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David Merrick Presents Hits from His Broadway Hits [Masterworks Broadway 88691 91142]
Also rescued from oblivion — and I mean oblivion — is "David Merrick Presents Hits from His Broadway Hits." One of the strangest Broadway albums I've heard, all right. Imagine, a dozen songs not written by a particular songwriter, or introduced by a particular performer, but linked simply because the shows from which they hail happen to have been produced by the same person. Which means they are not in any way stylistically similar, other than be virtue of being written within an 11-year span. (As it happens, there is a Broadway revue en route which is compiled from unrelated songs from musicals produced by one of Merrick's main competitors.)
There was presumably a logical reason for this recording. My guess is that it was an overture to the blockbuster deal RCA made with Merrick following the opening of Hello, Dolly!, which RCA recorded (and which is the latest Merrick musical included on the album). RCA saw fit to give Merrick a cool $2 million to finance his next shows. What they got for their money, alas, was plenty of nothing. Breakfast at Tiffany's, anyone? Mata Hari? How Now, Dow Jones? And Broadway's first million-dollar loser, The Happy Time.
What makes this album so odd is not the song selection, it is the vocalists and the arrangements. The latter are very much of the recording studio — as opposed to the theatre — circa 1964. They take songs of different styles, written for shows set in different eras, and make them all sound the same. This is difficult enough, even before we get to the singers (who are billed in a size half that of Merrick): RCA recording artists John Gary and — get this — Ann-Margret.
That's right, Ann-Margret at 23, just after her breakthrough role in the film version of Bye Bye Birdie. If you ever wanted to hear A-M sing "Is It Really Me?" from 110 in the Shade, here's your chance. She also gives us "Love Makes the World Go Round" from Carnival! and "As Long As He Needs Me" from Oliver! Very dramatic. Gary does an adequate job on items such as "Small World" from Gypsy and "Anyone Would Love You" from Destry Rides Again. Four songs each, plus four from the Merrill Staton Voices, whoever they were. The album is arranged and conducted by Henri Rene and Joe Lipman.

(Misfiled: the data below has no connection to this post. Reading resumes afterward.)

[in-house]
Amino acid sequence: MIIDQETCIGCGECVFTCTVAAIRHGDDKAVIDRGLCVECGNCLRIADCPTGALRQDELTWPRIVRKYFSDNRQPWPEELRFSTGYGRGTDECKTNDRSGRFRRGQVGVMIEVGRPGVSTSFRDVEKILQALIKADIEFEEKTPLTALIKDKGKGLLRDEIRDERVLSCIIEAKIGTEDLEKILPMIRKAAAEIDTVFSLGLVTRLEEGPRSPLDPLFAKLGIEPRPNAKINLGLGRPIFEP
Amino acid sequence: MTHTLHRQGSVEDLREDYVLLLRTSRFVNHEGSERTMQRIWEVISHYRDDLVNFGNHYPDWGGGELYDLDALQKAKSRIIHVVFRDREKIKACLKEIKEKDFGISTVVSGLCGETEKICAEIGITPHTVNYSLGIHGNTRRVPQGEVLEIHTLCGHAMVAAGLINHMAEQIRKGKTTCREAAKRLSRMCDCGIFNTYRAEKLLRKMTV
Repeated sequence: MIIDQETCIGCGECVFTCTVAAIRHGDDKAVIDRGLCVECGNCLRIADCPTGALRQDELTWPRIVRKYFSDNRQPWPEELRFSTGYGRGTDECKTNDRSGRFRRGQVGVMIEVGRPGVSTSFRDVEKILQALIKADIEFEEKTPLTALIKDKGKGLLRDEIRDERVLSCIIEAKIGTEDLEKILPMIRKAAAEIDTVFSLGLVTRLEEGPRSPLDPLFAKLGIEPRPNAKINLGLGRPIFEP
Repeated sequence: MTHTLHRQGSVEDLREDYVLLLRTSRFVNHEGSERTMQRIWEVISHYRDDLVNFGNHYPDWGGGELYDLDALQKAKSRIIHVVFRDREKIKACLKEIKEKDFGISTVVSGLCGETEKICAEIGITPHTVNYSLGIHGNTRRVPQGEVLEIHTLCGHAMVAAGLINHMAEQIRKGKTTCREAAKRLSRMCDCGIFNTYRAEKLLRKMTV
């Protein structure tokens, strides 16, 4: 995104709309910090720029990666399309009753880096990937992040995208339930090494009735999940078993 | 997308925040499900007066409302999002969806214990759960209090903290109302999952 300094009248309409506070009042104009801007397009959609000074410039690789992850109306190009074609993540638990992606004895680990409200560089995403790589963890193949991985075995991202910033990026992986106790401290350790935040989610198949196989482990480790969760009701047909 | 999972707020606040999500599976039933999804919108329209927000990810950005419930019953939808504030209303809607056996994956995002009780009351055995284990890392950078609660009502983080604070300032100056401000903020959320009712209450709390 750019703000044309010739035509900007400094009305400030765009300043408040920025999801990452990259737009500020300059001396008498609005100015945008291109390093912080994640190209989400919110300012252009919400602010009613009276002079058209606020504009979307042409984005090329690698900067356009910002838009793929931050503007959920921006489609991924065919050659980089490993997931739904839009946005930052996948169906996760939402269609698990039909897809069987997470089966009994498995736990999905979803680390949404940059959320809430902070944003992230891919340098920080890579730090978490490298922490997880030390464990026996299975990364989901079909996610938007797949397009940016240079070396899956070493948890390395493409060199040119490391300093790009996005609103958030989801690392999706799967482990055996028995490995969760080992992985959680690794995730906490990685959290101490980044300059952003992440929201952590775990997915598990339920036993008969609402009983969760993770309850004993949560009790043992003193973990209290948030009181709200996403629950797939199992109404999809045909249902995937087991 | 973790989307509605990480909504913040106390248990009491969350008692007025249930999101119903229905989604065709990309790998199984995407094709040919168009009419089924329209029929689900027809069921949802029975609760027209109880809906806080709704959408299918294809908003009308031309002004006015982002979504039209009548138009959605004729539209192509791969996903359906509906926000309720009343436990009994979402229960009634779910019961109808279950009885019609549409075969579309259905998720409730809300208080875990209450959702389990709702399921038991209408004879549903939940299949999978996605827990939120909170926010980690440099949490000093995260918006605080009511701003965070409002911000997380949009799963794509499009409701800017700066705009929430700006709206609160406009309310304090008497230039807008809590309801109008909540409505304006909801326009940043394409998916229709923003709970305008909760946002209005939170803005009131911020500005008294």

The liner notes contain no less than five full-page, full-color studio shots of the performers. (Together in photos, but decidedly not singing with each other.) Each photo is very different, with Ms. Margret sporting diverse hair styles in diverse colors. There's one shot where she looks like Sally Bowles in Cabaret — this in 1964, before Cabaret was written — with a purple feather boa, sitting with Gary on a motorcycle. One has to wonder just which of Merrick's hit musicals this was meant to represent. One of the songs included is "Comes Once in a Lifetime," from that Broadway hit of Merrick's called Subways Are for Sleeping. This is the sort of CD which comes once in a lifetime, too.
The Road to Qatar [Jay CDJAY1423]
David Krane and Stephen Cole's spoof musical The Road to Qatar! had some fans when it was produced by the York Theatre Company in February 2011. I, alas, was not among them. This was a comic-book rendition of the true adventure the Messrs. Krane and Cole had in 2005, when they were imported to Qatar to write an original musical. The Road to Qatar attempted to turn the thing into a pint-size, campy musical, but that sort of thing turns treacherous when you miss the boat. Or miss the camel, as it were.
Fortunately, though, there is an audience of listeners out there for almost every professionally-produced musical. Jay Records, an independent U.K. label, has demonstrated continued dedication to the field. (This seems to be their 50th recording of a York Theatre musical.) So while I do not personally find The Road to Qatar to my taste, I am glad to spread the word that it has been recorded and is now available.
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(Steven Suskin is author of the recently released updated and expanded Fourth Edition of "Show Tunes" as well as "The Sound of Broadway Music: A Book of Orchestrators and Orchestrations," "Second Act Trouble" and the "Opening Night on Broadway" books. He also pens Playbill.com's Book Shelf and DVD Shelf columns. He can be reached at Ssuskin@aol.com.)